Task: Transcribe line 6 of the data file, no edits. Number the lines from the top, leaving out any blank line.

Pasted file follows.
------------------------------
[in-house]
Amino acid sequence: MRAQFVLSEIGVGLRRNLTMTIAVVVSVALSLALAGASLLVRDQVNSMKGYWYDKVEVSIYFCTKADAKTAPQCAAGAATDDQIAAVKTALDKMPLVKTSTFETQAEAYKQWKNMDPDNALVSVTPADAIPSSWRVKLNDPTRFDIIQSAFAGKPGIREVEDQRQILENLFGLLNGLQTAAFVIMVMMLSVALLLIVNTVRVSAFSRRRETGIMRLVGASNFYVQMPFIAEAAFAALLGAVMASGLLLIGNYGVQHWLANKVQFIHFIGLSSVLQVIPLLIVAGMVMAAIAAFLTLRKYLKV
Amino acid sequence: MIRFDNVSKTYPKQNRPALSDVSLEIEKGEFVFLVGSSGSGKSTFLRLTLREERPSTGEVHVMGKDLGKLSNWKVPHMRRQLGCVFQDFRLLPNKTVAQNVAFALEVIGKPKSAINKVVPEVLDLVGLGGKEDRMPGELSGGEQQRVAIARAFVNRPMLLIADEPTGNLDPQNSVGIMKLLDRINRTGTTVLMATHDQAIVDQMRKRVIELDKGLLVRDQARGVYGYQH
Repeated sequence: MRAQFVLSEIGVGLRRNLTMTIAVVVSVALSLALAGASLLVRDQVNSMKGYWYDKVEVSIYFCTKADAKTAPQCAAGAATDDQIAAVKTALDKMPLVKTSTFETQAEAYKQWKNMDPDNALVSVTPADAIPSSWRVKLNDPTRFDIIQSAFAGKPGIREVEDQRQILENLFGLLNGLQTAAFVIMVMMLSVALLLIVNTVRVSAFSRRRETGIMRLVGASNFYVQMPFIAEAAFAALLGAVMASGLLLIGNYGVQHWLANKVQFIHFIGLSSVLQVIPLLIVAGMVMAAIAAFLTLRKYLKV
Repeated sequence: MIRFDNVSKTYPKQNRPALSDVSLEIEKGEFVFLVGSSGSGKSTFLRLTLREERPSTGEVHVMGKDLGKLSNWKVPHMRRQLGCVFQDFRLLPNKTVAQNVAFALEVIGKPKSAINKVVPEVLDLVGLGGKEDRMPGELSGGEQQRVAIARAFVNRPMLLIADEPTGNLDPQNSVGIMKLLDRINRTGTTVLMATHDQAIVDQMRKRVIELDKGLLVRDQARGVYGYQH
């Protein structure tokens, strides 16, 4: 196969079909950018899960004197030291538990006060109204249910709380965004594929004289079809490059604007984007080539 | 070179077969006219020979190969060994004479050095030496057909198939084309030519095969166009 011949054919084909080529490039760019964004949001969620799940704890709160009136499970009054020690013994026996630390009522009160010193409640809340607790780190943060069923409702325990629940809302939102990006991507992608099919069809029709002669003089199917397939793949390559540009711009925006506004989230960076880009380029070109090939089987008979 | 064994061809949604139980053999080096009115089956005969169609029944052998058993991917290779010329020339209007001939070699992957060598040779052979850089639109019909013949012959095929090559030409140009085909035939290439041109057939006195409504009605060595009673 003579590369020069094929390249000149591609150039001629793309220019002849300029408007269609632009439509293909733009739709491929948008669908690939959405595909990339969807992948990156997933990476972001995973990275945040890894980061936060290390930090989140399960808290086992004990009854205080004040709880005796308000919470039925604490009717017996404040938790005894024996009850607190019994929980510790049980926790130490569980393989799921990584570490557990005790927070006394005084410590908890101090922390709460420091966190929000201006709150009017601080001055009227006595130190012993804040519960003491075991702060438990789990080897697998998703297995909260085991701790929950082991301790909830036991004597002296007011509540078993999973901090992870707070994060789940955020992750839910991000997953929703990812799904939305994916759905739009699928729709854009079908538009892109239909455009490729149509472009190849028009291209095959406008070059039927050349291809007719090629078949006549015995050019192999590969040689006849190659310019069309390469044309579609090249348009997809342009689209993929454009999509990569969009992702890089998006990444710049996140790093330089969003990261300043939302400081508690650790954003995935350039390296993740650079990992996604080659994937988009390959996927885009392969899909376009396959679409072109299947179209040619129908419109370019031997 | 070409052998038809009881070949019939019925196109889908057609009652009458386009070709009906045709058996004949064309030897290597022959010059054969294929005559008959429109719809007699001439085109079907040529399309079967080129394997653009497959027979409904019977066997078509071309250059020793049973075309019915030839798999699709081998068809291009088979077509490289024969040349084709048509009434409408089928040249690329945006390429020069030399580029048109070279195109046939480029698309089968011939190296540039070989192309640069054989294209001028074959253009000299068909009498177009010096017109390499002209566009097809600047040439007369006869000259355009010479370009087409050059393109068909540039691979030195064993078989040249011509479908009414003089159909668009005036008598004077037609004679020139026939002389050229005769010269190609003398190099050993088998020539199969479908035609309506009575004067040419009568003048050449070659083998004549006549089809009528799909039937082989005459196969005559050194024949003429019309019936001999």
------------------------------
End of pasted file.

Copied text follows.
């Protein structure tokens, strides 16, 4: 196969079909950018899960004197030291538990006060109204249910709380965004594929004289079809490059604007984007080539 | 070179077969006219020979190969060994004479050095030496057909198939084309030519095969166009 011949054919084909080529490039760019964004949001969620799940704890709160009136499970009054020690013994026996630390009522009160010193409640809340607790780190943060069923409702325990629940809302939102990006991507992608099919069809029709002669003089199917397939793949390559540009711009925006506004989230960076880009380029070109090939089987008979 | 064994061809949604139980053999080096009115089956005969169609029944052998058993991917290779010329020339209007001939070699992957060598040779052979850089639109019909013949012959095929090559030409140009085909035939290439041109057939006195409504009605060595009673 003579590369020069094929390249000149591609150039001629793309220019002849300029408007269609632009439509293909733009739709491929948008669908690939959405595909990339969807992948990156997933990476972001995973990275945040890894980061936060290390930090989140399960808290086992004990009854205080004040709880005796308000919470039925604490009717017996404040938790005894024996009850607190019994929980510790049980926790130490569980393989799921990584570490557990005790927070006394005084410590908890101090922390709460420091966190929000201006709150009017601080001055009227006595130190012993804040519960003491075991702060438990789990080897697998998703297995909260085991701790929950082991301790909830036991004597002296007011509540078993999973901090992870707070994060789940955020992750839910991000997953929703990812799904939305994916759905739009699928729709854009079908538009892109239909455009490729149509472009190849028009291209095959406008070059039927050349291809007719090629078949006549015995050019192999590969040689006849190659310019069309390469044309579609090249348009997809342009689209993929454009999509990569969009992702890089998006990444710049996140790093330089969003990261300043939302400081508690650790954003995935350039390296993740650079990992996604080659994937988009390959996927885009392969899909376009396959679409072109299947179209040619129908419109370019031997 | 070409052998038809009881070949019939019925196109889908057609009652009458386009070709009906045709058996004949064309030897290597022959010059054969294929005559008959429109719809007699001439085109079907040529399309079967080129394997653009497959027979409904019977066997078509071309250059020793049973075309019915030839798999699709081998068809291009088979077509490289024969040349084709048509009434409408089928040249690329945006390429020069030399580029048109070279195109046939480029698309089968011939190296540039070989192309640069054989294209001028074959253009000299068909009498177009010096017109390499002209566009097809600047040439007369006869000259355009010479370009087409050059393109068909540039691979030195064993078989040249011509479908009414003089159909668009005036008598004077037609004679020139026939002389050229005769010269190609003398190099050993088998020539199969479908035609309506009575004067040419009568003048050449070659083998004549006549089809009528799909039937082989005459196969005559050194024949003429019309019936001999």